to the rescue operations initiated after the collapse of Lehman Brothers. The German finance minister Dr.Wolfgang Schäuble has recently presented a plan to tackle Europe's debt mountain (cf.
A plan to tackle Europe's debt mountain, by Wolfgang
Schäuble (europesworld.org) ). He presents it as “a blueprint for European economic governance”. He considers the EFSP “just to be s stop gap while we hone the tools and remedy the
shortcomings of the Stability and Growth Pact. … It is now clear that EMU’s current rules are insufficient to impose enough fiscal discipline on eurozone members. The EMU was in fact designed to
encourage structural reforms. Profligate members were supposed to be forced by the rules of the Stability and Growth Pact … to live within their means and strengthen their
The key word in Dr. Schäuble’s plan is discipline. He is known as a strong proponent for a European federation and thus finds no
difficulty in arguing for a federalization of fiscal policy as a logical complement to a federalized monetary policy. It will be a Federal Union based on the strong economic culture of the German
nation – the finalité of the Treaty of Rome.
That opens up for a direct confrontation with the idea of the nation state. We see it now happen in Greece and Ireland. If the
European project shall not collapse in this struggle there must be found a way out of the dilemma. We must try to build the so-called Union as a contradiction in adjectio, a ’federation of
nation-states’. But that will require high skills in both politics and economics, because as Helmut Schmidt told the Bundesbank Council in November 1978: “Money is politics!” and “there has been
a beautiful saying for two thousand years: ultra posse nemo obligatur”.
Keynes was aware of that when he drafted the plan for a Clearing Union. Europe must for a long time abandon the idea of a full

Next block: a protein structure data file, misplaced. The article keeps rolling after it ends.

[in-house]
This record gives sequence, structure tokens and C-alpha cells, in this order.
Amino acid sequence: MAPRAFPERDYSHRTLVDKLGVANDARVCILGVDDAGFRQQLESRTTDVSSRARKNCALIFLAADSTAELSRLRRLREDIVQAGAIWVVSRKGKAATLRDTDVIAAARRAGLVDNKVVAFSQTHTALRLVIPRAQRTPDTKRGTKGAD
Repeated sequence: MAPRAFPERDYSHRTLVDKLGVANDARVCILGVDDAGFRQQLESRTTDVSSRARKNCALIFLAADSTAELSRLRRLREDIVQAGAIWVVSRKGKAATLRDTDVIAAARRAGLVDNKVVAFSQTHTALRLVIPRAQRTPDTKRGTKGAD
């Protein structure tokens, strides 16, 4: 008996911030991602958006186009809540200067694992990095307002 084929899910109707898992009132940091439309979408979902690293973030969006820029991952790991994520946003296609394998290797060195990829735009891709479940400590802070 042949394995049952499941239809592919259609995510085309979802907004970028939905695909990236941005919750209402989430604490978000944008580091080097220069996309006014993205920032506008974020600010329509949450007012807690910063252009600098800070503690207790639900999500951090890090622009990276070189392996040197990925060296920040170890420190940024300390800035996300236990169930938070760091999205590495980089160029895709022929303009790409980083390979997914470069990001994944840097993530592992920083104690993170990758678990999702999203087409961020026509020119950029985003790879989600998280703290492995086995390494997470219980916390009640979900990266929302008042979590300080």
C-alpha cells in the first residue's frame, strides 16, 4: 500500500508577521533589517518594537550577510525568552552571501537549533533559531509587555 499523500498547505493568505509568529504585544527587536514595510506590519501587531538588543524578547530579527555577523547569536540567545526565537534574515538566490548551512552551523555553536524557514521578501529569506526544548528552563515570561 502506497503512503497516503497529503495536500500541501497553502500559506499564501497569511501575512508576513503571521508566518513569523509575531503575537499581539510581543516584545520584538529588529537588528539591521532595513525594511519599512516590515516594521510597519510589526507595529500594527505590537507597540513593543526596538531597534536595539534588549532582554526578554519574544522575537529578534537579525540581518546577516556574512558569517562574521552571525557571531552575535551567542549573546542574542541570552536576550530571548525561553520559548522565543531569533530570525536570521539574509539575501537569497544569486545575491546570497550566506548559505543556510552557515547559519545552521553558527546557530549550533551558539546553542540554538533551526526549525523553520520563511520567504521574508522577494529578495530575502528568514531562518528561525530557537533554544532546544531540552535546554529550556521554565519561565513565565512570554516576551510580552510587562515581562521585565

monetary union and try to manage a system of fixed but adjustable exchange rates between national monies. We have to go back to the original EMS plan before it was distorted by the Bundesbank.
That means that the five demands of the original plan for the European Monetary System must be realised reflecting Keynes’ idea of a Clearing Union.
The euro will remain as a European reserve currency, a reference currency as centre of the EMS and a basket currency like the
Special Drawings Rights composed of three or five of the dominating national currencies. If a hard core of the strongest economies in North-Western Europe have the courage to continue as a
monetary union, let them do so.
Since the Monetary Union as such will vanish and develop into a clearing union, the ‘shadow’ of the ECB will take shape as a
European Monetary Fund (EMF), a hard version of the newly created European Financial Stability Facility, a lender of last resort. It will become a European version of the Federal Reserve System,
and its board will consist of the Governors of the national central banks, acting as a European Monetary Council, with reference to the European (Political) Council of Heads of State and
The principal task of this council will be to administer an orderly method of timely adjustments of relative exchange rates
keeping the adjustments within a narrow band, perhaps 2,25 percent if not 1 percent as in the original BWS. Exchange rate policy will thus be taken out of pure politics and left in the hands of
economists, who hopefully are better equipped and able to evaluate what is a proper long-term equilibrium rate than short-sighted financial operators in the market. It is however important to
stress that the European Monetary Council should make such adjustments in time and ahead of market assessments (not a crawling peg), thus using sound judgment based on a long-term view and not
There must be a symmetric internal stabilising mechanism urging both deficit countries and surplus countries to strive to